Arts & Culture

WENT THERE: Jerry Saltz + Roberta Smith Lecture @BU


 Maybe you were surprised to see New York Magazine’s senior art critic Jerry Saltz during his brief cameo appearance on Sunday night’s episode of the HBO series “Girls,” but if you know anything about ANYTHING (and you were in the Boston area), then you were lucky enough to see him in person last night at Morse Auditorium. He and his wife, Roberta Smith (art critic for NY Times), graced our city with their presence as part of BU’s Contemporary Perspectives Lecture Series. The two rarely lecture together, so the evening promised to be an interesting one.

This was hardly your traditional lecture, but functioned more like an open conversation between the two critics and the audience. We wrote down our questions on index cards, they responded. Here is a sampling of what we gained from this dynamic couple (who are actually quite strict about their policy of working and writing independently of each other, purposefully not tramping through one another’s territory):

Both critics came to their calling somewhat circuitously. Jerry Saltz was working as an artist and long-distance truck driver when the notion suddenly struck him. With no degree or background in critical studies, he trained himself to write simply by reading any and all significant material he could get a hold of.

Roberta Smith’s path to becoming a working critic was perhaps a bit more direct. From an early age she possessed a critical eye and an opinionated mind. She began working at MoMA, simultaneously reading minimalist theoretician Donald Judd’s work, until she grew weary of the world of institutions. Published by age twenty-five, she worked her way up the stepladder of publications and eventually reached that peak of all contemporary art reviews, Artforum.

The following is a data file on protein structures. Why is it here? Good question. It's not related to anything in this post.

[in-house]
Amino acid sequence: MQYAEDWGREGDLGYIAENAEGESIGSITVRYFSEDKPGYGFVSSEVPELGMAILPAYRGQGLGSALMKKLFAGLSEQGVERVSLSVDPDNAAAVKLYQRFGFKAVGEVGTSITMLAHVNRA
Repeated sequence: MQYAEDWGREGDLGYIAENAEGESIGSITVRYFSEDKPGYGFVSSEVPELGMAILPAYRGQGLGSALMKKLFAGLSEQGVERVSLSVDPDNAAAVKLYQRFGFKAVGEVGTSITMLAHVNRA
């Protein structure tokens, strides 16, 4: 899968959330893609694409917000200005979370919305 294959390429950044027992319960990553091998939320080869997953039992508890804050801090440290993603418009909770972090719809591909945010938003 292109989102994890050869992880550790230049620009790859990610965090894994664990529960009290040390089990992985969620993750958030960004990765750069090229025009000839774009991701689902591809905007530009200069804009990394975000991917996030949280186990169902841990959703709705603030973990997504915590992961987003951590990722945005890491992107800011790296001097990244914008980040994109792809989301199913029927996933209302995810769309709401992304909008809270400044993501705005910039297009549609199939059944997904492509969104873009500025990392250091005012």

The husband and wife do not, however, embody that self-important type often associated with the art world. Far from it. Their insight was refreshing, their advice encouraging, and the two seemed, well…fun. It was clear how much they enjoy their profession – and each other – from watching them interact. They see at least twenty to thirty shows together each week, always hunting for undiscovered galleries, fresh artists, something new.

But they’re the first to acknowledge they don’t always see eye to eye. Saltz, for instance, stresses the notion of “radical vulnerability” in criticism — to be as honest as possible when writing, to maintain a “rhino’s skin,” to address reader comments and furthermore, use them as a gateway to a conversation.

“I don’t have a thick skin,” Smith countered. She admits she doesn’t look much at her comments. In her opinion, criticism is quite simply a form of self-expression, and one person’s (much respected) opinion, his or her personal experience with a work of art.

Other differences? When asked what recent art trends are most exhausted, Roberta cited “Relational Aesthetics” for its lack of form while Jerry attacked “Modest Abstraction” for its lack of…well. Jerry confessed he needs “invisible music” when writing – principally Enya or, if the mood is right, Alanis Morissette. Roberta made no comment on her own musical preferences.

They do have a few overlapping philosophies, which I think are essential credos to all you artists and art lovers. Always be looking (really looking) for visual intelligence and your personal response to it. Abstain from envying your peers. Strive for self-acceptance. Good art requires sincerity. And, if you are passionate about art, you have a responsibility to be true to that and cultivate it in others — by means of whatever form or profession it may take.

The audience was sorry to see Smith and Saltz go, and I think they liked us, too. But 8:00 rolled around all too quickly, and some class really needed to take an exam in the auditorium — thus the conversation disbanded. In the meantime, we will all just have to follow Jerry on facebook. Thank you, Roberta and Jerry!!!

(If you were bad and missed the lecture, you can catch a recording of it at BU’s SVA Library.)

*Featured image courtesy of museumnerd for artnet Magazine

Leave a Comment

Your email address will not be published. Required fields are marked *

Creative Commons Attribution 4.0 License(unless otherwise indicated) © 2019